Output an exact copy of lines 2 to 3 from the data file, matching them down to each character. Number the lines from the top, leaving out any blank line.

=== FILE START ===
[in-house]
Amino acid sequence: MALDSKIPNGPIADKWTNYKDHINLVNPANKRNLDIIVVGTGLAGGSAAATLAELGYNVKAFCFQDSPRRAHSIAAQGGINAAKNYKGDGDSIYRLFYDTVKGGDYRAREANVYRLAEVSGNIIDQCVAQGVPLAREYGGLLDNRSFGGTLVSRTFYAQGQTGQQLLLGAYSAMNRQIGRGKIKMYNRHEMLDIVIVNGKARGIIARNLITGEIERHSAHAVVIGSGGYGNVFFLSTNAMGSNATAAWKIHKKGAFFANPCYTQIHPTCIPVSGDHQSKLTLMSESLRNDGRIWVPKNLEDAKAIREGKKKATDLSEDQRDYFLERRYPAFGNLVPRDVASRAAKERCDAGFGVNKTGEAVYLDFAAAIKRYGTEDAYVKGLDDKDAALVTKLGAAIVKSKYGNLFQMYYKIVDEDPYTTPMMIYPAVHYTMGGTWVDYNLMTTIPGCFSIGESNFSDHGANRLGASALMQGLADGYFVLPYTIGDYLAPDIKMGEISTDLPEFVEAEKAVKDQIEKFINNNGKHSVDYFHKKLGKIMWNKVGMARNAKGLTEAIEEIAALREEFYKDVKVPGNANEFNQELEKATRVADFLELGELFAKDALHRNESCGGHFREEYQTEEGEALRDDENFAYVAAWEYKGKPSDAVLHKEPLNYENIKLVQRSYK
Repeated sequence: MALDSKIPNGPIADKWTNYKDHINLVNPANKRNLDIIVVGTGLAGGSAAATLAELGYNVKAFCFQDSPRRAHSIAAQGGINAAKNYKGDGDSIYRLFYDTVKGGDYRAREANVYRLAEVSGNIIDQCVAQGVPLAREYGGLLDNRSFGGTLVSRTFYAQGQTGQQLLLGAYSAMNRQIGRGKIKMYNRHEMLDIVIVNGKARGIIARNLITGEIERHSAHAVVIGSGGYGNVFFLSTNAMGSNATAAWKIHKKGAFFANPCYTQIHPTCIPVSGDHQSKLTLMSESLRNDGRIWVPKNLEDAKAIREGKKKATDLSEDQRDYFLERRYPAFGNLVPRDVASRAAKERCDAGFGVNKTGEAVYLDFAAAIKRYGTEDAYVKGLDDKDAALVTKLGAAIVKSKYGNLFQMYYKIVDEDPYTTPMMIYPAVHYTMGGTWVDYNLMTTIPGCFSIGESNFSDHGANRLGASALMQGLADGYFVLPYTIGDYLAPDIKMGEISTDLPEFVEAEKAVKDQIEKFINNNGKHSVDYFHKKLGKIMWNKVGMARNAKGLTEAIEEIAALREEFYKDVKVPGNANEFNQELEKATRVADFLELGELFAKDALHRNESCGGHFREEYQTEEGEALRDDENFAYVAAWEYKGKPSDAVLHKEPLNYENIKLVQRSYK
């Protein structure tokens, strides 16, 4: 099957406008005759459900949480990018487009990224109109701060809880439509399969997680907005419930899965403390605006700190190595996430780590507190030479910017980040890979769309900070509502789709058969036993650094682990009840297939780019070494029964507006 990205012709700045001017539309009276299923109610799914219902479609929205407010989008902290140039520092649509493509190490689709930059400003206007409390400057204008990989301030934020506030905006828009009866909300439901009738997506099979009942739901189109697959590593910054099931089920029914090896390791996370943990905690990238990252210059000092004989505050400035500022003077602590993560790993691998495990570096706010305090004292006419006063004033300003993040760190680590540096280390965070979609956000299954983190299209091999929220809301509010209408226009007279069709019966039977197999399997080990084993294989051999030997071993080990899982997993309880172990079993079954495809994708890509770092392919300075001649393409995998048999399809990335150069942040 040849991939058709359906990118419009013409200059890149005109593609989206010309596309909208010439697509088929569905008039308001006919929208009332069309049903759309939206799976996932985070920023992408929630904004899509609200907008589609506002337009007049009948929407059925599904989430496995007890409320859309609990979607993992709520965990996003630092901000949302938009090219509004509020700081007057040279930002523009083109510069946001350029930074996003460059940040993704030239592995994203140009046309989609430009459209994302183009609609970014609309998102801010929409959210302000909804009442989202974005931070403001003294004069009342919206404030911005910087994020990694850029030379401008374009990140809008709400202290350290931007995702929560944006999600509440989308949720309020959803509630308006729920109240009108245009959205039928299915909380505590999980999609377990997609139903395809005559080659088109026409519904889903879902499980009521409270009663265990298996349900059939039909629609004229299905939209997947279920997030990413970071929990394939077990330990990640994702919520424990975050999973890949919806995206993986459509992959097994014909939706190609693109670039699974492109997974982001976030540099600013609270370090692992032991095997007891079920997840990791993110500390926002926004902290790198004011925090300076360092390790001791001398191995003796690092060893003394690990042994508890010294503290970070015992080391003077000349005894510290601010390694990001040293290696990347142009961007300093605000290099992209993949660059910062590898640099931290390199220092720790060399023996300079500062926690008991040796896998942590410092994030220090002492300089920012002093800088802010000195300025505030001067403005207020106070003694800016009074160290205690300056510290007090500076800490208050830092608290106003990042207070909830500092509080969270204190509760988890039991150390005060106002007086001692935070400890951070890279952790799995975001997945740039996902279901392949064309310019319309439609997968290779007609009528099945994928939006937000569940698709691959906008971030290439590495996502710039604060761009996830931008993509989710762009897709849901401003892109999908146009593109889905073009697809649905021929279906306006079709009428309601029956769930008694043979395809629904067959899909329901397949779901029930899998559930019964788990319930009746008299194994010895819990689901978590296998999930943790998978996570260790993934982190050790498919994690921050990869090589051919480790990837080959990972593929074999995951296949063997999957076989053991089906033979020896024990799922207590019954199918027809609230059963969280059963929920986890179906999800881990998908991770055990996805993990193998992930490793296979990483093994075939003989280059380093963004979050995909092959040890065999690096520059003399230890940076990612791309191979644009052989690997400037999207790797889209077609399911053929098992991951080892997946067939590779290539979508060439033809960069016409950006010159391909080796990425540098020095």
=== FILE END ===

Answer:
Amino acid sequence: MALDSKIPNGPIADKWTNYKDHINLVNPANKRNLDIIVVGTGLAGGSAAATLAELGYNVKAFCFQDSPRRAHSIAAQGGINAAKNYKGDGDSIYRLFYDTVKGGDYRAREANVYRLAEVSGNIIDQCVAQGVPLAREYGGLLDNRSFGGTLVSRTFYAQGQTGQQLLLGAYSAMNRQIGRGKIKMYNRHEMLDIVIVNGKARGIIARNLITGEIERHSAHAVVIGSGGYGNVFFLSTNAMGSNATAAWKIHKKGAFFANPCYTQIHPTCIPVSGDHQSKLTLMSESLRNDGRIWVPKNLEDAKAIREGKKKATDLSEDQRDYFLERRYPAFGNLVPRDVASRAAKERCDAGFGVNKTGEAVYLDFAAAIKRYGTEDAYVKGLDDKDAALVTKLGAAIVKSKYGNLFQMYYKIVDEDPYTTPMMIYPAVHYTMGGTWVDYNLMTTIPGCFSIGESNFSDHGANRLGASALMQGLADGYFVLPYTIGDYLAPDIKMGEISTDLPEFVEAEKAVKDQIEKFINNNGKHSVDYFHKKLGKIMWNKVGMARNAKGLTEAIEEIAALREEFYKDVKVPGNANEFNQELEKATRVADFLELGELFAKDALHRNESCGGHFREEYQTEEGEALRDDENFAYVAAWEYKGKPSDAVLHKEPLNYENIKLVQRSYK
Repeated sequence: MALDSKIPNGPIADKWTNYKDHINLVNPANKRNLDIIVVGTGLAGGSAAATLAELGYNVKAFCFQDSPRRAHSIAAQGGINAAKNYKGDGDSIYRLFYDTVKGGDYRAREANVYRLAEVSGNIIDQCVAQGVPLAREYGGLLDNRSFGGTLVSRTFYAQGQTGQQLLLGAYSAMNRQIGRGKIKMYNRHEMLDIVIVNGKARGIIARNLITGEIERHSAHAVVIGSGGYGNVFFLSTNAMGSNATAAWKIHKKGAFFANPCYTQIHPTCIPVSGDHQSKLTLMSESLRNDGRIWVPKNLEDAKAIREGKKKATDLSEDQRDYFLERRYPAFGNLVPRDVASRAAKERCDAGFGVNKTGEAVYLDFAAAIKRYGTEDAYVKGLDDKDAALVTKLGAAIVKSKYGNLFQMYYKIVDEDPYTTPMMIYPAVHYTMGGTWVDYNLMTTIPGCFSIGESNFSDHGANRLGASALMQGLADGYFVLPYTIGDYLAPDIKMGEISTDLPEFVEAEKAVKDQIEKFINNNGKHSVDYFHKKLGKIMWNKVGMARNAKGLTEAIEEIAALREEFYKDVKVPGNANEFNQELEKATRVADFLELGELFAKDALHRNESCGGHFREEYQTEEGEALRDDENFAYVAAWEYKGKPSDAVLHKEPLNYENIKLVQRSYK